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Creative students aim to make a positive change through creative thinking

12 October 2021 @TeessideUni

 

Ten students from Teesside University have been recognised in an international awards scheme for creative projects which focus on social or environmental impact.

Creative Conscience – Screenshot of Srija Shrestha’s animation project
Creative Conscience – Screenshot of Srija Shrestha’s animation project

The students from Teesside University’s MIMA School of Art & Design submitted entries to the 2021 Creative Conscience Awards which recognise creative projects which create change in the world.

MA Illustrations student Srija Shrestha was Highly Commended for her animation which looked at how to encourage people in her home country of Nepal to talk more about their emotions.

Other students from Teesside University’s MIMA School of Art & Design whose work was shortlisted in the awards were: Julie Bennett, Rachael Blackburn, Raquel Fernandez, Tinna Halldorsdottir (Commended), Megan Howard (Commended), Tina Nguyen (Commended), Sarah Parker, Kelly Thorne and Natalie Williams.

Third year BA (Hons) Fashion student, Sarah Parker created her project ‘Survive’ to represent the freedom felt by survivors of trauma.

Sarah designed a collection of vinyl boiler suits and satin underwear after researching victims of assault from the U.S. Department of Justice.

She said: ‘I was originally looking at the problem of the U.S. government restricting the time to get an abortion in some states, even in cases of incest and rape.

‘As I was looking into this, I was shocked at the negative attitude and beliefs of some of the US court officials’ opinions on rape victims.

We are incredibly proud of our student’s achievements and to have been a part of their creative journey as emerging thinkers and makers with the vision to effect change through their creativity.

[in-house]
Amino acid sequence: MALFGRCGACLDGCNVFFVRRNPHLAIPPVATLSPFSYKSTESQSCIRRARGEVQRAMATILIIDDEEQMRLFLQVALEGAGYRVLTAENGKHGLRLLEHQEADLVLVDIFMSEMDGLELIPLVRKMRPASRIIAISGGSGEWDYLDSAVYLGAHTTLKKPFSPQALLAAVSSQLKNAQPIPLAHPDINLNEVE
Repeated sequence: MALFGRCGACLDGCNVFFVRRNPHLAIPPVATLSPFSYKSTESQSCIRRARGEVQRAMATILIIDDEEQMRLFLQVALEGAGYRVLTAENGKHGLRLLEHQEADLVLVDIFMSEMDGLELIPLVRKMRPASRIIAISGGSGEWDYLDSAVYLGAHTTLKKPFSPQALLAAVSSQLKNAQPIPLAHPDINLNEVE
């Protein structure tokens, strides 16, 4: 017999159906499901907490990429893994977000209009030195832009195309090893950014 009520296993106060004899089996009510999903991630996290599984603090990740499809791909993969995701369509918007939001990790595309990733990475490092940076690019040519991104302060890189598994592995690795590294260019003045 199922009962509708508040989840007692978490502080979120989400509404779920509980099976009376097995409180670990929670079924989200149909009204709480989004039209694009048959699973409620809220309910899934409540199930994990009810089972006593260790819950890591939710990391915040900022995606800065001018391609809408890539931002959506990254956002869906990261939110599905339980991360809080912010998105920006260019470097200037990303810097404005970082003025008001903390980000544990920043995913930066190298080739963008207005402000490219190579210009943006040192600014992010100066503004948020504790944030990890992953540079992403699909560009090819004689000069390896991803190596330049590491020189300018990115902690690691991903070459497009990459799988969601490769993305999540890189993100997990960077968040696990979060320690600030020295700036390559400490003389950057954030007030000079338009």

Laura Sillars, MIMA Director and Dean of MIMA School of Art & Design.

‘The boiler suits, inspired by prison uniforms and straitjackets, represent the invisible prison that victims are often put in by their attacker and those who don’t believe them or blame them.

‘I created my collection to raise awareness of the victims of assault and those who don’t report their assault due to fear of being blamed, embarrassed, or not being believed.

‘Ideally, I’d like people to see my project and change their perspective in terms of the damage and life-changing effects trauma can have on victims of assault.

‘If we can change people’s mindset, a lot of other positive changes could follow.’

Sarah’s work can be seen at the 2021 graduate degree show and has been shortlisted for the first time, for an award at the for the Creative Conscience Global Awards.

Laura Sillars, MIMA Director and Dean of MIMA School of Art & Design commented: ‘We are incredibly proud of our student’s achievements and to have been a part of their creative journey as emerging thinkers and makers with the vision to effect change through their creativity.’

The Creative Conscience awards give students the opportunity to explore their curiosity of the world and make positive changes through their creative thinking.